Orlando Shooter Omar Mateen Visited Club Before Attack, Police Say

ABC News(ORLANDO, Fla.) -- The Orlando gunman had visited the Pulse nightclub and left before returning with an assault rifle and opening fire there, killing 49 people and injuring dozens of others, police said.

In addition, Mateen's wife -- Salman Noor -- has told investigators that before her husband left their Port St. Lucie, Florida, home that day for the two-hour drive to Orlando, she saw him with what looked like guns inside a bag and expressed "concern" that he was apparently leaving the house, as one source with knowledge of the investigation told ABC News.

Authorities have also determined that the day before the attack, three plane tickets were purchased online for Omar Mateen, his wife and their son to travel to San Francisco next month, according to the source. It's unclear who purchased the tickets.

These new details, first reported by CNN, came as Attorney General Loretta Lynch suggested there may be more than just one motivation behind the attack.

"Whenever you look at someone’s motivation or intent, whether living or whether they’re dead, you look at their actions and their activities surrounding the event," Lynch said Tuesday while visiting law enforcement and first responders in Orlando. "I cannot tell you definitely that we will ever narrow it down to one motivation. People often act out of more than one motivations, this was clearly an act of terror and an act of hate."

Lynch insisted the investigation is "active, it is open, it is ongoing," and she said authorities are still "working to identify anyone he had contact with that night, up to obviously and including any phone contact, any kind of electronic communication that he had."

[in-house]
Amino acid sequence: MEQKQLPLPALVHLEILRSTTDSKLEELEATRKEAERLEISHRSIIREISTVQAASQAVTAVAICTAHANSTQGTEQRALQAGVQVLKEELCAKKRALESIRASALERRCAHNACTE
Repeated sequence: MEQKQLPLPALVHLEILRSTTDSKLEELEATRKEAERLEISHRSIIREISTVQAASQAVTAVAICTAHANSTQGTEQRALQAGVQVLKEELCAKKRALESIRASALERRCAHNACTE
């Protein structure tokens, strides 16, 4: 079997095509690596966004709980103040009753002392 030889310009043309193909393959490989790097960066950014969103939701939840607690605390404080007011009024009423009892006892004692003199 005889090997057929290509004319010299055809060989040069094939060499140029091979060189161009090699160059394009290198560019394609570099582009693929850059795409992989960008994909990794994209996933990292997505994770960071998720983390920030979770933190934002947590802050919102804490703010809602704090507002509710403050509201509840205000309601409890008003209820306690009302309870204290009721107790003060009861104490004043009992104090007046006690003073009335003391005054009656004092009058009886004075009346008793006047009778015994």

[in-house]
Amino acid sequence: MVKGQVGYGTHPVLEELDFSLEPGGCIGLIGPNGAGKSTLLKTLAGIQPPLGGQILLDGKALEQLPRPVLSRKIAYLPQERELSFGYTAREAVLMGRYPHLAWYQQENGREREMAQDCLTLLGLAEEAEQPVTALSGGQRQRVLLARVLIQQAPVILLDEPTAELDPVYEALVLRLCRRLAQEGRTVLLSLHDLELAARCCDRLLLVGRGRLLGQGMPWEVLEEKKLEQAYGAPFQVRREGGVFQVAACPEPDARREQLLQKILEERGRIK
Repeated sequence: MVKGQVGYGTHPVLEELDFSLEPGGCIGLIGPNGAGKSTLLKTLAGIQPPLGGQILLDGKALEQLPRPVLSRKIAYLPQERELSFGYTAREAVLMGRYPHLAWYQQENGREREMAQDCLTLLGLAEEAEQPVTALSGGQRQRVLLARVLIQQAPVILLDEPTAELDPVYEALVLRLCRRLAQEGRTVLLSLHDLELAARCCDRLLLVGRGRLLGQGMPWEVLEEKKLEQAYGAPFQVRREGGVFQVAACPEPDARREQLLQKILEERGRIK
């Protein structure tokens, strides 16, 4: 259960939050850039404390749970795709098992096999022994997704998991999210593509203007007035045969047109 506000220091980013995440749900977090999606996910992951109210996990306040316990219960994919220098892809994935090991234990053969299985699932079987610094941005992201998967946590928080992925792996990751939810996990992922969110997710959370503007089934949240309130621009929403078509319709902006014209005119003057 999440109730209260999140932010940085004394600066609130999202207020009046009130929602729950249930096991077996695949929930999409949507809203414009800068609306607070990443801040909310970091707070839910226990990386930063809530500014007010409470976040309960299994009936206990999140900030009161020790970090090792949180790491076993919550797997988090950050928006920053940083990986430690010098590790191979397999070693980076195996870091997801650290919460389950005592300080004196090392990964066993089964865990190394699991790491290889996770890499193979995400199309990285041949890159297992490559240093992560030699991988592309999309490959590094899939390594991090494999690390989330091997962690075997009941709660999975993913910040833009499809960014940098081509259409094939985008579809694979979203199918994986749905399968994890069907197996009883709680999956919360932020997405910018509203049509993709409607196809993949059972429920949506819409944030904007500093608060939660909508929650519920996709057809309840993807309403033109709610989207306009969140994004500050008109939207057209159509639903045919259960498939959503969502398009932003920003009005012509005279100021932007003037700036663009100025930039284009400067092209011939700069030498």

Copyright © 2016, ABC Radio. All rights reserved.

Check Also

Charlottesville mayor to issue statement on Robert E. Lee statue

Charlottesville mayor to issue statement on Robert E. Lee statueMark Wilson/Getty Images(CHARLOTTESVILLE, Va.) -- Charlottesville Mayor Mike Signer will issue a statement Friday afternoon after canceling a news conference at which he was expected to "make a major announcement" regarding the local statue of Confederate Gen. Robert E. Lee and the legacy of the woman killed during a protest sparked by the city's plans to remove the statue.

His news conference had been scheduled for noon on Friday, but the mayor tweeted Friday morning that "we are canceling today’s press conference and instead issuing a statement in the afternoon."

FYI all: we are canceling today’s press conference and instead issuing a statement in the afternoon. Stay tuned.

— Mike Signer (@MikeSigner) August 18, 2017

FYI, the reason for the change is we decided a statement rather than a press event was the best medium for the ideas I want to convey today.

— Mike Signer (@MikeSigner) August 18, 2017

The statement comes six days after a Unite the Right rally sparked by Charlottesville's plan to remove the Lee statue from a local park turned deadly.

The rally was attended by neo-Nazis, skinheads and Ku Klux Klan members. They were met with hundreds of counterprotesters, which led to street brawls and violent clashes.

A driver plowed into counterprotesters, killing Heather Heyer, 32, and injuring several others. The suspected driver is in custody, facing charges including second-degree murder.

Despite the "painful" event, "we’re not going to let them define us,” Signer told ABC News earlier this week of the agitators.

"They’re not going to tell our story," he said. "We’re going to tell our story. And outsiders -- their time has come and gone. This city is back on their feet, and we’re going to be better than ever despite this."

Signer compared his hopes for Charlottesville's recovery to the aftermath of the Charleston, South Carolina, church shooting in June 2015 that killed nine people. The gunman in that attack said he wanted to start a race war, but the tragedy instead united the city.

"There’s a memorial right now in front of Charlottesville City Hall that’s flowers and a heart that talks about the love that we have here. Those are the images that are going to replace these horrific ones from this weekend. That’s the work that we have as a country," Signer said.

"That’s what happened in Charleston. There were those horrible images of those people bloodied and killed and weeping from the church. But they were replaced quickly, steadily, by the work that started to happen. By people who said, 'You’re not going to tell our story for us. We’re going to tell our story.'

"And that’s what’s happening in this community. That’s my work as the mayor here -- is not to allow these hateful people who just don’t get this country to define us," he said. "And they’re not going to define us."

Copyright © 2017, ABC Radio. All rights reserved.